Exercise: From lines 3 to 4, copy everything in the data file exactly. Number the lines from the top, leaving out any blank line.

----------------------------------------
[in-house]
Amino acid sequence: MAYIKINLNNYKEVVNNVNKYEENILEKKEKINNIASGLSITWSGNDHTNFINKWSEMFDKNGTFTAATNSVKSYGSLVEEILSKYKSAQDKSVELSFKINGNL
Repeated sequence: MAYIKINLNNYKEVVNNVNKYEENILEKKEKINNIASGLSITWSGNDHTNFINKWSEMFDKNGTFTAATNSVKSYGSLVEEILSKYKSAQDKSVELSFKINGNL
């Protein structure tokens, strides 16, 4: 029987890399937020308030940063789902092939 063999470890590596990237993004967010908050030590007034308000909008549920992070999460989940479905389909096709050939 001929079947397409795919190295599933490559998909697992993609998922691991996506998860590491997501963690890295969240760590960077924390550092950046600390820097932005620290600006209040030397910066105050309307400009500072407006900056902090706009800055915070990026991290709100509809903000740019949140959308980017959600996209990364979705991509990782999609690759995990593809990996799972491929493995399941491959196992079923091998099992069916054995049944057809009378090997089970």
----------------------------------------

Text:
Repeated sequence: MAYIKINLNNYKEVVNNVNKYEENILEKKEKINNIASGLSITWSGNDHTNFINKWSEMFDKNGTFTAATNSVKSYGSLVEEILSKYKSAQDKSVELSFKINGNL
């Protein structure tokens, strides 16, 4: 029987890399937020308030940063789902092939 063999470890590596990237993004967010908050030590007034308000909008549920992070999460989940479905389909096709050939 001929079947397409795919190295599933490559998909697992993609998922691991996506998860590491997501963690890295969240760590960077924390550092950046600390820097932005620290600006209040030397910066105050309307400009500072407006900056902090706009800055915070990026991290709100509809903000740019949140959308980017959600996209990364979705991509990782999609690759995990593809990996799972491929493995399941491959196992079923091998099992069916054995049944057809009378090997089970």